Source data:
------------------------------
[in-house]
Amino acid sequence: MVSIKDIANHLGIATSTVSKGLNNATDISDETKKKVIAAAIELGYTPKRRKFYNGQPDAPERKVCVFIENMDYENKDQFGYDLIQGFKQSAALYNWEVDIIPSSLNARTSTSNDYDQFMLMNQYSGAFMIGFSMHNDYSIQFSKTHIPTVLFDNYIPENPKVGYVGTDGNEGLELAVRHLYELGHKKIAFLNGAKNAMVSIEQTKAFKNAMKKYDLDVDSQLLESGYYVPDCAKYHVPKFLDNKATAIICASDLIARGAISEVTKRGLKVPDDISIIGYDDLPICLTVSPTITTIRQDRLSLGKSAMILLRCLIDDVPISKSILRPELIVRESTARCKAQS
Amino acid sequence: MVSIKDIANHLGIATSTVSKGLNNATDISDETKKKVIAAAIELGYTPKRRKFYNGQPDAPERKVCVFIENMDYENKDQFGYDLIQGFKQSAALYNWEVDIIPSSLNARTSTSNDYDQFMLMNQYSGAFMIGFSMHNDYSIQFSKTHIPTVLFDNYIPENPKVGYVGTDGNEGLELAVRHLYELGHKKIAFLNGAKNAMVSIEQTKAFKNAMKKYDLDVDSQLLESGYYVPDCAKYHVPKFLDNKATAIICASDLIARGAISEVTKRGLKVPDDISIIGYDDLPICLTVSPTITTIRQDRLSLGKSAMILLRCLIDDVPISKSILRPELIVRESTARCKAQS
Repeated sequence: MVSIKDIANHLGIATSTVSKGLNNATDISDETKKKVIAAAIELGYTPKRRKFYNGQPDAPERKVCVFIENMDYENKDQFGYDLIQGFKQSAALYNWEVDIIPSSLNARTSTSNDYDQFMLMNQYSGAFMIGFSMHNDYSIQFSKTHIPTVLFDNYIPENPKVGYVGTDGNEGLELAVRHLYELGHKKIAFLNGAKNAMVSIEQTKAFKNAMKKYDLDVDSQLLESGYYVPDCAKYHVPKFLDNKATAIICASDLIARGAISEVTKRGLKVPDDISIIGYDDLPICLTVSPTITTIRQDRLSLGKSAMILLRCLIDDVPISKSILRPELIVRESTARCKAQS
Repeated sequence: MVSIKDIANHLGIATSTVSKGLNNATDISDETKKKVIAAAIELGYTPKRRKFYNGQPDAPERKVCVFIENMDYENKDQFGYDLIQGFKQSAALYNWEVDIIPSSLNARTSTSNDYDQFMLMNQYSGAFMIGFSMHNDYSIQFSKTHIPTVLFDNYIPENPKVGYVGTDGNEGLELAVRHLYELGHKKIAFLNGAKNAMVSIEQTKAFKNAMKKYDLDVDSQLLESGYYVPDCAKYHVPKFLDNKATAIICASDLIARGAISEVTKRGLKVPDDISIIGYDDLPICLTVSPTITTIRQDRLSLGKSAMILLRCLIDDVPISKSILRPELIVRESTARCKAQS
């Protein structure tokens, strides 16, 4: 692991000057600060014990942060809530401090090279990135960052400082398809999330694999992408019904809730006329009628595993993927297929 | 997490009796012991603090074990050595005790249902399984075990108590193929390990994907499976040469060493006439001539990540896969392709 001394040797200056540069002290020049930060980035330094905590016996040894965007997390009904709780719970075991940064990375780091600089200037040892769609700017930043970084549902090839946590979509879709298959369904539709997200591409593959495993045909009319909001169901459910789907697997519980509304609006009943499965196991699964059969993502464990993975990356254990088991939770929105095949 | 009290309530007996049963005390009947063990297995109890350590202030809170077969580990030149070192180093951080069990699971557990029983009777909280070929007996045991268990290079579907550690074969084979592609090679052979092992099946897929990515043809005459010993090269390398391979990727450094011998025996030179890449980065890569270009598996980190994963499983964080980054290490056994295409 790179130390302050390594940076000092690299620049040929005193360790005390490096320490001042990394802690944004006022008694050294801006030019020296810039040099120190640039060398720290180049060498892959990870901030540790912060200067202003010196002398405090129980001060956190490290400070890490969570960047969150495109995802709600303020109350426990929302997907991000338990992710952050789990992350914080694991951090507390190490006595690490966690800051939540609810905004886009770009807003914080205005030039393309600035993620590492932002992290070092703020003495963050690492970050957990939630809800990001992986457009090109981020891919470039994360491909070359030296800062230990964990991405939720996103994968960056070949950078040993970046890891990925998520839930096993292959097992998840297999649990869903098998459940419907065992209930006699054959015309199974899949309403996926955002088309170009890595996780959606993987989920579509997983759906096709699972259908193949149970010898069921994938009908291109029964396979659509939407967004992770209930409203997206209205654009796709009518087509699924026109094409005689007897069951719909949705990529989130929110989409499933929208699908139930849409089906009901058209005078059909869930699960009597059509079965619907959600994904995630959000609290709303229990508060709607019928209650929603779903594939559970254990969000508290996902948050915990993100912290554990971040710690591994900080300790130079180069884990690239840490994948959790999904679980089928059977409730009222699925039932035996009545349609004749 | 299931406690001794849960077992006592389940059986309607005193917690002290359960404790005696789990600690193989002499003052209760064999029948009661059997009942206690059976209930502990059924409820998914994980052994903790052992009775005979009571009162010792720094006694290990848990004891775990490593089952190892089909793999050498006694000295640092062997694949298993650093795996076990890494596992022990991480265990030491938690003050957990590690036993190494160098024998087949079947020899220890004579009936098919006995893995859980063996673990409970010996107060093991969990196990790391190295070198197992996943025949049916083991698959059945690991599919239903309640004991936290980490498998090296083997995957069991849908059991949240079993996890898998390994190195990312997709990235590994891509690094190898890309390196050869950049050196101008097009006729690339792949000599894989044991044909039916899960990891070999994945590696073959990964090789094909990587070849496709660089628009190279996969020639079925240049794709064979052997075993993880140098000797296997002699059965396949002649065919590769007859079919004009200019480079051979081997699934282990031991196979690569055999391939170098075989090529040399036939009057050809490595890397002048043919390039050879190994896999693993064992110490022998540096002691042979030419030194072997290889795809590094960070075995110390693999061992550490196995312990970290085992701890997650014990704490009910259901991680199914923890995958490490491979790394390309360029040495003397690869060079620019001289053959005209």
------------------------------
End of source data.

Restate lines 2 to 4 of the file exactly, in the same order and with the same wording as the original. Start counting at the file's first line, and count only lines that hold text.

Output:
Amino acid sequence: MVSIKDIANHLGIATSTVSKGLNNATDISDETKKKVIAAAIELGYTPKRRKFYNGQPDAPERKVCVFIENMDYENKDQFGYDLIQGFKQSAALYNWEVDIIPSSLNARTSTSNDYDQFMLMNQYSGAFMIGFSMHNDYSIQFSKTHIPTVLFDNYIPENPKVGYVGTDGNEGLELAVRHLYELGHKKIAFLNGAKNAMVSIEQTKAFKNAMKKYDLDVDSQLLESGYYVPDCAKYHVPKFLDNKATAIICASDLIARGAISEVTKRGLKVPDDISIIGYDDLPICLTVSPTITTIRQDRLSLGKSAMILLRCLIDDVPISKSILRPELIVRESTARCKAQS
Amino acid sequence: MVSIKDIANHLGIATSTVSKGLNNATDISDETKKKVIAAAIELGYTPKRRKFYNGQPDAPERKVCVFIENMDYENKDQFGYDLIQGFKQSAALYNWEVDIIPSSLNARTSTSNDYDQFMLMNQYSGAFMIGFSMHNDYSIQFSKTHIPTVLFDNYIPENPKVGYVGTDGNEGLELAVRHLYELGHKKIAFLNGAKNAMVSIEQTKAFKNAMKKYDLDVDSQLLESGYYVPDCAKYHVPKFLDNKATAIICASDLIARGAISEVTKRGLKVPDDISIIGYDDLPICLTVSPTITTIRQDRLSLGKSAMILLRCLIDDVPISKSILRPELIVRESTARCKAQS
Repeated sequence: MVSIKDIANHLGIATSTVSKGLNNATDISDETKKKVIAAAIELGYTPKRRKFYNGQPDAPERKVCVFIENMDYENKDQFGYDLIQGFKQSAALYNWEVDIIPSSLNARTSTSNDYDQFMLMNQYSGAFMIGFSMHNDYSIQFSKTHIPTVLFDNYIPENPKVGYVGTDGNEGLELAVRHLYELGHKKIAFLNGAKNAMVSIEQTKAFKNAMKKYDLDVDSQLLESGYYVPDCAKYHVPKFLDNKATAIICASDLIARGAISEVTKRGLKVPDDISIIGYDDLPICLTVSPTITTIRQDRLSLGKSAMILLRCLIDDVPISKSILRPELIVRESTARCKAQS